By Shawn McKenzie 07/16/2005
What is a short? I’ve noticed that they can either come in two forms. They can be a self-contained story with an interesting plotline (like an episode of “The Twilight Zone”), or they can be something that can feel like a big teaser for something more. The almost 20-minute short, Broken, goes into the latter’s realm, which bugged me, but it did leave me wanting more.
Bonnie Clayton (Samantha Jane Polay) is a woman who wakes up from what appears to be a nightmare at the beginning. In the dream, she sees a gun blast, which is the thing that woke her up. She gets out of bed, takes some prescription pills, and stumbles into the kitchen for some milk. She is startled to see a shadowy figure sitting in her living room that she thinks is her boyfriend Christian (Derek Evans.) The figure turns out to be a guy named Duncan (Paul Gordon), a menacing man in a purple jacket vest who carries with him a harmonica and has a scar on his left cheek. He informs her that her trip is about to be cut short, and suddenly she is knocked out by a woman name Marquez (Amber Crawford.) When Bonnie comes back to consciousness after being punched, she is tied to a chair with a piece of duct tape over her mouth. She is in this industrial basement, and it looks like she is about to be tortured and killed. Duncan tells her that “management” is no longer concerned about her lack of progress anymore and doesn’t need her around, so they are going to kill her. He is surrounded by what looks like his henchmen, Snake (Jose Luis Navas), Pinball (Danilo Begovic), Shamon (Stephan Morris), Penance (Ruben Gomez), Ukyo (Ken Robkin), and Kangol Guy (Eric Townsend), all looking ominous and quiet (I only know these names from looking them up on IMDb…otherwise, only Bonnie, Duncan, Christian, and Marquez are identified by name.) Meanwhile, while Duncan is monologuing, a dude dressed in all black comes in with a sniper rifle, zeroes in on the henchmen, and takes them all out. Duncan almost captures him, but the gunman manages to kill him too. What follows after reveals the reason why she was put down there, but unfortunately, it raises more questions that it answers.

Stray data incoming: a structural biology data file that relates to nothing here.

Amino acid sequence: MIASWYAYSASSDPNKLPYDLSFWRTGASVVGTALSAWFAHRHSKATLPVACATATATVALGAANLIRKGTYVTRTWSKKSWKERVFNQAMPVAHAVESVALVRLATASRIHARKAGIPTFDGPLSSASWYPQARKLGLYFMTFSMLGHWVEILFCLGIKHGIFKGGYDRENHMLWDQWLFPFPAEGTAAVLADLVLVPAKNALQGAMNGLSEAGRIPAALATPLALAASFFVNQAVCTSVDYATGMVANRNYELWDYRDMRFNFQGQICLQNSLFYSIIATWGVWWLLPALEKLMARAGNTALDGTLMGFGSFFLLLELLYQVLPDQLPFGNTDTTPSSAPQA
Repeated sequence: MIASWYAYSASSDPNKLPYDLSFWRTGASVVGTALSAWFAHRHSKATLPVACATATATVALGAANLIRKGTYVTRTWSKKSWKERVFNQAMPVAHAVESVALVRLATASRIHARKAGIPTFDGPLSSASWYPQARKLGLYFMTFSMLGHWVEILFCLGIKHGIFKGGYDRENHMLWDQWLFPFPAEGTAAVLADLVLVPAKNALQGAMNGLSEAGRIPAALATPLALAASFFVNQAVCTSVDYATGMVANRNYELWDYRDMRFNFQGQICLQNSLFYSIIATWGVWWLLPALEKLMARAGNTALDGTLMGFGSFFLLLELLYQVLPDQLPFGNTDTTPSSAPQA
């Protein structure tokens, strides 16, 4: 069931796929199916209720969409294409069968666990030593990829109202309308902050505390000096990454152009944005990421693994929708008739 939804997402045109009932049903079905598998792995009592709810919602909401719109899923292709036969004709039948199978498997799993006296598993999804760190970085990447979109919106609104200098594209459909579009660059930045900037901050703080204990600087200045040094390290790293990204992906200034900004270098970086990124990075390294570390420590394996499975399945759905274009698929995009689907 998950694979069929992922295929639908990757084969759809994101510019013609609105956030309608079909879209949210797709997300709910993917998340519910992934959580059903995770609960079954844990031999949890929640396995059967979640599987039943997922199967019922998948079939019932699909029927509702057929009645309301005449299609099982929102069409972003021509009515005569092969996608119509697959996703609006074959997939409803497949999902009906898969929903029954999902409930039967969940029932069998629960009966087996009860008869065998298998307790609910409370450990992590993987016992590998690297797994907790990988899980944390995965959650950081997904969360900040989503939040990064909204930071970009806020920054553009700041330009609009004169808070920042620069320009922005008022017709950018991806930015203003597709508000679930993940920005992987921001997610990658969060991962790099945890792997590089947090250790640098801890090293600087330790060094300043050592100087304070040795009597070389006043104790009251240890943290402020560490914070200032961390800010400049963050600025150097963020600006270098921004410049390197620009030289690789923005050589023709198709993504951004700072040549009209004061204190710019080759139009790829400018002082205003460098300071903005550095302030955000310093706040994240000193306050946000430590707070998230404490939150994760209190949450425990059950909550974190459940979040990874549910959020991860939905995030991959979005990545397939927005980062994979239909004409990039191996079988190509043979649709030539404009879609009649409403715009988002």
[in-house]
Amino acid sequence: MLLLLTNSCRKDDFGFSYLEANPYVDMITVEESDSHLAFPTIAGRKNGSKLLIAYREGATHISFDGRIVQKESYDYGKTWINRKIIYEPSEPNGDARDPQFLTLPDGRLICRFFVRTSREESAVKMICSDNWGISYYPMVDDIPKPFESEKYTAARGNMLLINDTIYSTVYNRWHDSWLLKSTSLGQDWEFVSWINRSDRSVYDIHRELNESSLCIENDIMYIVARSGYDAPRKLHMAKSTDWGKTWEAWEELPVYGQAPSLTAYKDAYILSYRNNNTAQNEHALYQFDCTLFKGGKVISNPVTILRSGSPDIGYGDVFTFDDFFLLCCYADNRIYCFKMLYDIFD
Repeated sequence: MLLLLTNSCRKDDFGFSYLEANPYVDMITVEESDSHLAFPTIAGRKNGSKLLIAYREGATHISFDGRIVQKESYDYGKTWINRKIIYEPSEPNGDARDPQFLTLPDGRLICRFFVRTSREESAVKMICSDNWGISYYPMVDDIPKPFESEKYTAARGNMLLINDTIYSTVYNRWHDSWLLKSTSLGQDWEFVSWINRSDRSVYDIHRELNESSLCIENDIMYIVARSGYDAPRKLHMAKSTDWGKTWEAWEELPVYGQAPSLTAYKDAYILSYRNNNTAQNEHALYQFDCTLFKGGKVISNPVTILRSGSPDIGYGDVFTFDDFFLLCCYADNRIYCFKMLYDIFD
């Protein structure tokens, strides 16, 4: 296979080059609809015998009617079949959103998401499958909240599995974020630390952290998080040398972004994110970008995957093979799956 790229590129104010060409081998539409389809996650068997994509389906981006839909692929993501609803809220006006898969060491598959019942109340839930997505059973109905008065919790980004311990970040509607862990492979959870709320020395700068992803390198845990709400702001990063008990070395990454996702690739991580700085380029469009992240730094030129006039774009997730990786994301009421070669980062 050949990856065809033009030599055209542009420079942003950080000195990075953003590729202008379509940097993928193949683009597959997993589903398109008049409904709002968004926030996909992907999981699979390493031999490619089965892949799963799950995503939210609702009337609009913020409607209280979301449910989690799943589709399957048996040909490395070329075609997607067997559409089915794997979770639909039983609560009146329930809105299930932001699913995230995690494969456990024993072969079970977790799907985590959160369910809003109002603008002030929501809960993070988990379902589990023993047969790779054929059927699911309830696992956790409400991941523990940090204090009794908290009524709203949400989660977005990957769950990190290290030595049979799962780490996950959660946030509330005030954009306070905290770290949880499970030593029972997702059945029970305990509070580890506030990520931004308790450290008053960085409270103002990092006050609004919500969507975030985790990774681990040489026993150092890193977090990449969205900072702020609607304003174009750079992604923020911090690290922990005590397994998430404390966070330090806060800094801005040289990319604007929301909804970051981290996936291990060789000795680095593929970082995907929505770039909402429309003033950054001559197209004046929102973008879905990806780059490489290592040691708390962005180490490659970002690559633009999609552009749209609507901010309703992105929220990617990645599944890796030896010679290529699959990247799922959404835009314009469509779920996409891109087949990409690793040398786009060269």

Director Alex Ferrari, who made the movie using a script written by Ferrari and Jorge F. Rodriguez (and based off Ferrari’s story), has crafted a slick-looking little short. It cost an estimated $8,000 to make and had over a hundred visual effects shots. I’m not going to list all of the questions I had for it plotwise, but let’s just say that it made me wish that it was longer. I’m really a fan of character development though, and I hope that if Ferrari and Rodriguez are able to make a feature length movie, they will invest some time into the story.
The acting was just okay, but there wasn’t a lot for most of the cast to do, other than stand around with sneers on their faces. Gordon was interesting though, and I hope that Ferrari uses him in a future feature film.
Like I was saying though, Broken felt like a teaser for something more. I do hope that this short impresses some studio enough to want to make a full-length movie, based on the cool visuals in it. If you do get a chance to check it out, I encourage it. Maybe we might be looking at the next David Fincher in Ferrari.
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